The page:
On Friday May 5 2023, Kenyan President William Ruto established a panel to investigate the murders of more than 100 people who are thought to have starved to death. A court also mandated the cult leader’s continued detention.
The commission of inquiry, announced on Friday by presidential spokesman Hussein Mohamed, will examine whether administrative or intelligence lapses contributed to the deaths.
Kenyan authorities have said the dead were members of the Good News International Church led by Paul Mackenzie, who they said predicted the world would end on April 15 and instructed his followers to kill themselves to be the first to go to heaven.
The death toll stands at 111 but could rise further, in one of the worst cult-related disasters in recent history.
Mohamed said Ruto had also appointed a task force to review regulations governing religious organisations.
Mackenzie has not commented publicly on the accusations against him nor has he been required to enter a plea to any criminal charge. His lawyer George Kariuki told the press on Tuesday that his client could face “possible terrorism charges”.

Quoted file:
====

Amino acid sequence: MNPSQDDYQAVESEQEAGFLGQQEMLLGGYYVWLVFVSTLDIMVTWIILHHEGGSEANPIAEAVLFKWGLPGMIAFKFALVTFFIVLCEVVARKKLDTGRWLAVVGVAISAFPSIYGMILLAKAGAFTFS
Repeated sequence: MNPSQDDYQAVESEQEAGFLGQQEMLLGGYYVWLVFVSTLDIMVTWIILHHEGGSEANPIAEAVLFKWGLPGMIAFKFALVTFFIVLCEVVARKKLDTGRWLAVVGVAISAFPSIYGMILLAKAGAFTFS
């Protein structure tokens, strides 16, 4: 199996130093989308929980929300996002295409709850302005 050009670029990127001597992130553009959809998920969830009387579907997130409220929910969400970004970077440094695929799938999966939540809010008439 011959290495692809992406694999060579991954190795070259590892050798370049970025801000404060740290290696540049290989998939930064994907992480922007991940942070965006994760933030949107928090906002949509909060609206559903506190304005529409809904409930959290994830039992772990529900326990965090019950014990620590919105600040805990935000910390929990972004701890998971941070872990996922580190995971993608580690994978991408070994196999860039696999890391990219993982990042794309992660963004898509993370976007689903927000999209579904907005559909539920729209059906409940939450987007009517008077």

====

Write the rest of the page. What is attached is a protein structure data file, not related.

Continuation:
Mackenzie appeared in court in the port city of Mombasa on Friday, where prosecutors asked a judge to hold him for an additional 90 days as their investigation continued.
The judge said he would deliver a ruling next Wednesday on the prosecution’s request and ordered that Mackenzie remain in custody until then.
Mackenzie, who was wearing a black and pink jacket and holding his two-year-old daughter during the hearing, told journalists at the court that he and some of his supporters were being refused food in prison. Prosecutors denied this and his lawyer had told the press on Tuesday that his client was eating.
“He eats and drinks,” Kariuki said. “He is healthy. I have met him personally. There have been rumours that he has refused to eat, and that is not true.”
In March, Mackenzie was arrested earlier this year on suspicion of the murder of two children by starvation and suffocation but was then released on bail.
Relatives of his adherents say that after he was freed, he returned to the forest where they lived and brought forward his predicted world’s end date – which had previously fallen in August – to April 15.
This has led to criticism by some Kenyan lawmakers that security services missed opportunities to prevent mass deaths.